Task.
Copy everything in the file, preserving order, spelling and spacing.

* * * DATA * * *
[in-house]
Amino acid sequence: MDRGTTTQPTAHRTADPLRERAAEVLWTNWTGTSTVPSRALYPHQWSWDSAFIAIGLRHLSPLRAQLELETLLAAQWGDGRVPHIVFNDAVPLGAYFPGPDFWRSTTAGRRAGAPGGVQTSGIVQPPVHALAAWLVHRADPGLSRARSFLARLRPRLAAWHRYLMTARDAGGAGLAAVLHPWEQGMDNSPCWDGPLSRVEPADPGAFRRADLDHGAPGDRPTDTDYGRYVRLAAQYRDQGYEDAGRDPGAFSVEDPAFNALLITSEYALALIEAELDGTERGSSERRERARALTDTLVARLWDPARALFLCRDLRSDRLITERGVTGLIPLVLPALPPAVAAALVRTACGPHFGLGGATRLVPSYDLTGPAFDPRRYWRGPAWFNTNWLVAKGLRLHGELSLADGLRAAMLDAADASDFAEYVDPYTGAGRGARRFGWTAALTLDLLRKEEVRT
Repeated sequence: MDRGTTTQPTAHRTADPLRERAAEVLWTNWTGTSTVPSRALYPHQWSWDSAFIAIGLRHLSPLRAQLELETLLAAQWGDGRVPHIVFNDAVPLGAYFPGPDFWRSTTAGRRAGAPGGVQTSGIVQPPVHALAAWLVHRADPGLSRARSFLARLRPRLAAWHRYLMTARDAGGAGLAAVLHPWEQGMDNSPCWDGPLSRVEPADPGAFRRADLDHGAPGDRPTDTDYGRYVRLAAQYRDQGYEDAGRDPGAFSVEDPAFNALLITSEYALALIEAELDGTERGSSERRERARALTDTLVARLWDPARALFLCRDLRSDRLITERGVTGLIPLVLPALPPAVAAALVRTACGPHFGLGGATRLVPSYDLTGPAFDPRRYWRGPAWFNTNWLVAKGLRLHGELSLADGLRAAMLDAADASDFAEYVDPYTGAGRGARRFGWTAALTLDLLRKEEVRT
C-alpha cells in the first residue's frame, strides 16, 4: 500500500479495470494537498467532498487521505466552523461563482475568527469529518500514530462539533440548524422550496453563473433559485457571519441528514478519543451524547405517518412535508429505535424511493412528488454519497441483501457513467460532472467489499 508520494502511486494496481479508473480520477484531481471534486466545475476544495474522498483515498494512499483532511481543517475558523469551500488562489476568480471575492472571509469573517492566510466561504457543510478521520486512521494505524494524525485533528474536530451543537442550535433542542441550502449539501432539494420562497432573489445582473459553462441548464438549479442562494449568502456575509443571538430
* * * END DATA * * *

[in-house]
Amino acid sequence: MDRGTTTQPTAHRTADPLRERAAEVLWTNWTGTSTVPSRALYPHQWSWDSAFIAIGLRHLSPLRAQLELETLLAAQWGDGRVPHIVFNDAVPLGAYFPGPDFWRSTTAGRRAGAPGGVQTSGIVQPPVHALAAWLVHRADPGLSRARSFLARLRPRLAAWHRYLMTARDAGGAGLAAVLHPWEQGMDNSPCWDGPLSRVEPADPGAFRRADLDHGAPGDRPTDTDYGRYVRLAAQYRDQGYEDAGRDPGAFSVEDPAFNALLITSEYALALIEAELDGTERGSSERRERARALTDTLVARLWDPARALFLCRDLRSDRLITERGVTGLIPLVLPALPPAVAAALVRTACGPHFGLGGATRLVPSYDLTGPAFDPRRYWRGPAWFNTNWLVAKGLRLHGELSLADGLRAAMLDAADASDFAEYVDPYTGAGRGARRFGWTAALTLDLLRKEEVRT
Repeated sequence: MDRGTTTQPTAHRTADPLRERAAEVLWTNWTGTSTVPSRALYPHQWSWDSAFIAIGLRHLSPLRAQLELETLLAAQWGDGRVPHIVFNDAVPLGAYFPGPDFWRSTTAGRRAGAPGGVQTSGIVQPPVHALAAWLVHRADPGLSRARSFLARLRPRLAAWHRYLMTARDAGGAGLAAVLHPWEQGMDNSPCWDGPLSRVEPADPGAFRRADLDHGAPGDRPTDTDYGRYVRLAAQYRDQGYEDAGRDPGAFSVEDPAFNALLITSEYALALIEAELDGTERGSSERRERARALTDTLVARLWDPARALFLCRDLRSDRLITERGVTGLIPLVLPALPPAVAAALVRTACGPHFGLGGATRLVPSYDLTGPAFDPRRYWRGPAWFNTNWLVAKGLRLHGELSLADGLRAAMLDAADASDFAEYVDPYTGAGRGARRFGWTAALTLDLLRKEEVRT
C-alpha cells in the first residue's frame, strides 16, 4: 500500500479495470494537498467532498487521505466552523461563482475568527469529518500514530462539533440548524422550496453563473433559485457571519441528514478519543451524547405517518412535508429505535424511493412528488454519497441483501457513467460532472467489499 508520494502511486494496481479508473480520477484531481471534486466545475476544495474522498483515498494512499483532511481543517475558523469551500488562489476568480471575492472571509469573517492566510466561504457543510478521520486512521494505524494524525485533528474536530451543537442550535433542542441550502449539501432539494420562497432573489445582473459553462441548464438549479442562494449568502456575509443571538430